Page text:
There were two excellent games at PAX East this year with the same general aesthetic: shadow puppets. I found this quite intriguing. They each are of very different genres and handle themselves completely differently mechanically, but I felt like they deserved their own special spotlights to highlight this, even though they both could have found a way into the Party and Puzzle Compilation Articles.
Shadow Fencer Theatre is the competitive awkward physics sword fighting game set in the world of shadow puppets. Take center stage with a unique cast of characters and make your way to becoming the Grandmaster of the theatre. Perform solo or battle a friend in a veritable variety show of game modes and skits. Whether you are a one-puppet show or sharing the stage, above all else, show the world you are the best performer on the shadowy screen.
First and foremost, Shadow Fencer Theatre has absolutely nailed the look of the shadow puppetry aesthetic. Played for comedy, you can see hands moving in the background, and little wires and ropes holding up characters and scenery. Likewise, the game’s sound effect all sound like they’re being created by someone ducked down behind the screen in front of you. I found this hilarious, and it instantly endeared the game to me.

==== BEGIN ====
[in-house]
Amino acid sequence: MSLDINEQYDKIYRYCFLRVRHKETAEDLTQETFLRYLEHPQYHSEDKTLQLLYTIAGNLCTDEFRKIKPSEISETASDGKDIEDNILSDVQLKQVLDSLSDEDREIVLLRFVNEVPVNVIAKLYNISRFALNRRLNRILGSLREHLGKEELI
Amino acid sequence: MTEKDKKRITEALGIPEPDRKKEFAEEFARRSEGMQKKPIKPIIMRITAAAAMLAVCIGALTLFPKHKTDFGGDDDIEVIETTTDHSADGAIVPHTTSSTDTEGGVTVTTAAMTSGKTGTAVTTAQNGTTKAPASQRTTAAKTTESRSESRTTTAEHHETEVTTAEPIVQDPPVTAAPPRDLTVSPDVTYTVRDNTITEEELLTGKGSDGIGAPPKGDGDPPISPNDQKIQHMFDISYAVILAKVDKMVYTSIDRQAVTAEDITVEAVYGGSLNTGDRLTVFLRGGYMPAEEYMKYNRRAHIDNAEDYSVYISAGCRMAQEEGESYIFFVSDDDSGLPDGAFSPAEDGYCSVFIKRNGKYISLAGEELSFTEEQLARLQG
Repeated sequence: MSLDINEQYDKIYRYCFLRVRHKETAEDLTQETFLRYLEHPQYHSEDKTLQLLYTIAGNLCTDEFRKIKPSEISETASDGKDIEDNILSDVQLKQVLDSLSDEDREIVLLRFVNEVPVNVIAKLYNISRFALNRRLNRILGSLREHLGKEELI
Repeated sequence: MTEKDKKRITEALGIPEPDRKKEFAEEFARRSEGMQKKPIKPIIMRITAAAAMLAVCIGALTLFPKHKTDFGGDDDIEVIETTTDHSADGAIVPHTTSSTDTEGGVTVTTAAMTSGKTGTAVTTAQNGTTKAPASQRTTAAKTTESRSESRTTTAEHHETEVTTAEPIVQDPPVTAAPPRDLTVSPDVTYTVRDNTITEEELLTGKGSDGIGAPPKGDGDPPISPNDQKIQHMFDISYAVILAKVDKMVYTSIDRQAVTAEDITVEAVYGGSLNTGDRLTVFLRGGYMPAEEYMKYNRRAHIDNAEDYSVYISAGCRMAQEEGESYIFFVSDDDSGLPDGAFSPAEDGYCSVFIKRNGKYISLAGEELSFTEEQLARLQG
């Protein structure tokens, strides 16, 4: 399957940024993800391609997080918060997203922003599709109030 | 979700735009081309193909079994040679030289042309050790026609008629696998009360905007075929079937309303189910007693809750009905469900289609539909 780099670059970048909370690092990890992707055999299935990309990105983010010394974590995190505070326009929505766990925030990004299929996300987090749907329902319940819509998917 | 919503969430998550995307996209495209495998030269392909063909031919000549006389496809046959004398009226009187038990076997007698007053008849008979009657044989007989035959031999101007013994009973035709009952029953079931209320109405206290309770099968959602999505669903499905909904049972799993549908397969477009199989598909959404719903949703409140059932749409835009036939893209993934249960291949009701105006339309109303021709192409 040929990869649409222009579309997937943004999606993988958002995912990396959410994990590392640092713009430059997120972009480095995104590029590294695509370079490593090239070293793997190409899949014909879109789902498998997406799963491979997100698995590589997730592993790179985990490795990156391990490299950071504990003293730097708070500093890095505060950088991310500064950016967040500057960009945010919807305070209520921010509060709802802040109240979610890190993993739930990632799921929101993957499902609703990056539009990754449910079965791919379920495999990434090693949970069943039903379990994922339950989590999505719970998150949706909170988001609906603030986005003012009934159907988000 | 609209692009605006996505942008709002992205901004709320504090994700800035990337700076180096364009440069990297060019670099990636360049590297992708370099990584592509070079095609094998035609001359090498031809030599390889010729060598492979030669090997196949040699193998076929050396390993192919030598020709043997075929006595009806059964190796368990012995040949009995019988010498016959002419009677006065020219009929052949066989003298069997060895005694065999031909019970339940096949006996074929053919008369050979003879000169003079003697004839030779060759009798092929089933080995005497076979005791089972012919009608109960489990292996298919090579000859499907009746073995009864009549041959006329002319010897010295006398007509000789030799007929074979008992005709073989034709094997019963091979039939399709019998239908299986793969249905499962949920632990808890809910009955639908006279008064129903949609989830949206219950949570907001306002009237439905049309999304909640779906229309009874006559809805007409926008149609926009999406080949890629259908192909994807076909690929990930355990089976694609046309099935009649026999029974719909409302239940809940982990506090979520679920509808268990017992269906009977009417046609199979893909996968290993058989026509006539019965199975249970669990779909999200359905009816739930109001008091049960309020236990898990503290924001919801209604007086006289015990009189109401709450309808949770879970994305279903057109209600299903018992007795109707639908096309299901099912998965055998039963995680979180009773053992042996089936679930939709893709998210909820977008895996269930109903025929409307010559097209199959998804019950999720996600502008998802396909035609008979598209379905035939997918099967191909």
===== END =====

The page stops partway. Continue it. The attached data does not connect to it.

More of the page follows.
Shadow Fencer Theatre initially started as a game jam creation, and like so many great indie games, grew from there. The basic premise is quite simple: two shadow puppets duel, winning a round if the dismember or wound the opponent before they themselves are wounded. Best of three wins the match.
The controls are INCREDIBLY random, with physics working overtime to turn the duel not into a feat of skill, but more a backyard battle of two insane windmills. What the controls lack in finesse they make up for in pure fun. It is utterly hilarious to watch two of the huge cast of characters available wildly bob back and forth, trying desperately to exert some control over their weapons.
You can throw your weapon, which is certainly the high-risk, high-reward option, as once you’ve sent it spinning you can’t really get it back. As I played a few matches of the game, I did start to feel myself getting a little bit of skill with the controls, being able to reliably jab in the general direction I wanted, so perhaps practice might make perfect.
Shadow Fencer Theatre has a HUGE variety of game modes to explore, from soccer matches, to throwing challenges, to a whole mess of other mini-games, so there’s quite a bit of content to puppet your way through.